Science Across the Borders
Eric Lander's name is familiar to anyone who has kept an eye on scientific breakthroughs of the past decade or so: As a member of the Whitehead Institute for Biomedical Research, he played a key role in steering the Human Genome Project to completion. Heading up the Broad Institute of Harvard and MIT, he's got a hand in most of the things that are possible now that the human genome is sequenced. The challenge for biology, he says, is no less than to reveal the molecular basis of human disease. His "to do" list includes discovering the mechanisms of cancer, decoding the signals that cells use to communicate, and laying bare the sources of genetic variation. He's equally enthusiastic about developing the technology and techniques needed to do that work.
But Lander is not one of those researchers more comfortable dealing with lab rats than people. His multifaceted background (he was trained in mathematics and taught economics before going into biology) helps him talk across scientific borders and steer notoriously individualistic scientists to work together. With his easy metaphors, he can get even lay audiences excited about concepts that otherwise would sail over their heads. Lander recently talked about his work with U.S. News's Katherine Hobson:
People worried that no ambitious young scientist would want to sign on to the Human Genome Project-it was such a huge project, of which they'd be just a small part.
If you set a worthy but audacious challenge before people it brings out the best in them. There was a sense of special mission. Everybody working on the project knew that they were doing something they'd be proud [of]. Some of their grandchildren will live because of what they did.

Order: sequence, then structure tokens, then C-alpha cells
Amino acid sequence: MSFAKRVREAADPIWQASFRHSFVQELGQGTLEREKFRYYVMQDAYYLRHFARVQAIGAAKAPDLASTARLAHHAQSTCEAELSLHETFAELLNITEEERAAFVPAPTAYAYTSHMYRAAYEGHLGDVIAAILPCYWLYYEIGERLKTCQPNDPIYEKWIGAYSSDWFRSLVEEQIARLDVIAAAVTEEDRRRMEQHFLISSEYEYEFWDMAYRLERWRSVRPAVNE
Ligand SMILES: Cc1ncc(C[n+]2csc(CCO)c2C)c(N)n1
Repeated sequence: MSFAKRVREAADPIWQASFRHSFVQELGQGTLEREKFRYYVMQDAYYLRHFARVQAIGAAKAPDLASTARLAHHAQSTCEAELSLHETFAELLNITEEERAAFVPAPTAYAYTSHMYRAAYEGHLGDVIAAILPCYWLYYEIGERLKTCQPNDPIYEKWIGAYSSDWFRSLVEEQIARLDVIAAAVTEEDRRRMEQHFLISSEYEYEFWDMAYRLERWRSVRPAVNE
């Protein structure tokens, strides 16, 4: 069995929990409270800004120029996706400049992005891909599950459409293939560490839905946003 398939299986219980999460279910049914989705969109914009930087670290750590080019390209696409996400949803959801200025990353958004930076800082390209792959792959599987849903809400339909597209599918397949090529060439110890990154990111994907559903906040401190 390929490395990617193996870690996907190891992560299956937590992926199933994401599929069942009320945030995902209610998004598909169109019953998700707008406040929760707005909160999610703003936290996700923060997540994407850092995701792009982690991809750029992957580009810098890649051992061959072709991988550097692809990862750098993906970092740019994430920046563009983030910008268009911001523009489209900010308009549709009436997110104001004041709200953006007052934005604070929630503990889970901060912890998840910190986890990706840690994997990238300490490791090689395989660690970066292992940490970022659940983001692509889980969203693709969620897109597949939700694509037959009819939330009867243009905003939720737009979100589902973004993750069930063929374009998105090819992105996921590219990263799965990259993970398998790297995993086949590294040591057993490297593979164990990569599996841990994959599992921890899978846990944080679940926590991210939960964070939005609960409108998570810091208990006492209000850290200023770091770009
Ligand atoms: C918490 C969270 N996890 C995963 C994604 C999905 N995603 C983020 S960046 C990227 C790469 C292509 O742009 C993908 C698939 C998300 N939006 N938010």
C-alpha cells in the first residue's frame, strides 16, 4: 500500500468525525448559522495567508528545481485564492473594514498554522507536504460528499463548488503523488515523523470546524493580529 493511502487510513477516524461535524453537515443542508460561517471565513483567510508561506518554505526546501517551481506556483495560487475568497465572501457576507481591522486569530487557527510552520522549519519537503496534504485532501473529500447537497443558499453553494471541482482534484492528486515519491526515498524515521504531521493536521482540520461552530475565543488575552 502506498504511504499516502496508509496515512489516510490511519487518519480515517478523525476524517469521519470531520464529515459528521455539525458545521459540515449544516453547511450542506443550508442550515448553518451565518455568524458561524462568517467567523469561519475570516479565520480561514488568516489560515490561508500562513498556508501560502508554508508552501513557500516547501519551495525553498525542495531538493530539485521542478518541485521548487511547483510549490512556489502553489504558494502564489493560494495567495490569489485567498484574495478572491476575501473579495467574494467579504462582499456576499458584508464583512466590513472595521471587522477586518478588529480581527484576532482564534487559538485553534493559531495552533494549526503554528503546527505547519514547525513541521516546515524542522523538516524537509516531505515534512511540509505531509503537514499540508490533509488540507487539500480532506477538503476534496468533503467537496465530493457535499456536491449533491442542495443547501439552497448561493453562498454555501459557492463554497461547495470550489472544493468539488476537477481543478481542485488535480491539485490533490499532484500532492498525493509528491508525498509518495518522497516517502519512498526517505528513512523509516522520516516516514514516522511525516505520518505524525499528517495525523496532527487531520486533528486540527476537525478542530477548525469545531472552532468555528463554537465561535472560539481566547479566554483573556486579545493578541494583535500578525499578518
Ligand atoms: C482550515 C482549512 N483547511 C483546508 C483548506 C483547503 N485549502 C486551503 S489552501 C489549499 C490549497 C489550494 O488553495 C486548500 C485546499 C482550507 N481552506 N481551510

I'm ready to sign up.
How could you not? How could you take a job that paid two times as much but wasn't going to change the world?
How did you build a group of people to tackle such a complex and multifaceted problem?
Science depends on individual creativity, and yet to accomplish some goals we have to work together. The notion was that we should divide the work into many small pieces among many centers. But then the problem you're taking on is a small piece of the whole and it's hard to get people excited about it. What worked for us was laying out ... the challenge of, "What if you had to do the entire human genome?" We should figure out the ... strategies that would let us tackle the entire problem.
Science is so specialized, though, isn't it?
Traditionally, biologists who are doing wet lab work and then computational work think of themselves as being in different boxes. We banned that language from the very beginning. The computer scientist, the engineer, the biologist-everybody owned the whole problem.
The right way to decipher the genome wasn't at all clear. How did you lead in that environment?
A lot of it is managing in the face of tremendous uncertainty. You have to be willing to rethink the plan at least every six months. It was destabilizing-but really important-that we were prepared to put on the table every three to four months whether we were doing the right thing.... We made many, many midcourse corrections.
How did your eclectic background help?
I spoke multiple languages and therefore I could play translator. I can speak some mathematics and some computer science and some economics, some medicine, some business. By being able to listen and understand what everyone brings [to the project], you can figure out how to bring out the best in individuals and the team. The job of the leader is to be a catalyst.
How do you motivate individualistic scientists to work as part of a team?
[An organization] has to satisfy a passion you have. In the case of the HGP it was to change the world. There are things we can accomplish together that no one of us can do alone. What young person going into science doesn't want to make a real dent in cancer? Doing it by yourself there's only so far you can go.
How do you handle self-doubt when you're leading a team?
Any reasonable person in science is racked with doubt and insecurity at all times. The important thing is not to share those doubts but to share the vision. When others doubt, you have to be their rock of stability.
This story appears in the October 30, 2006 print edition of U.S. News & World Report.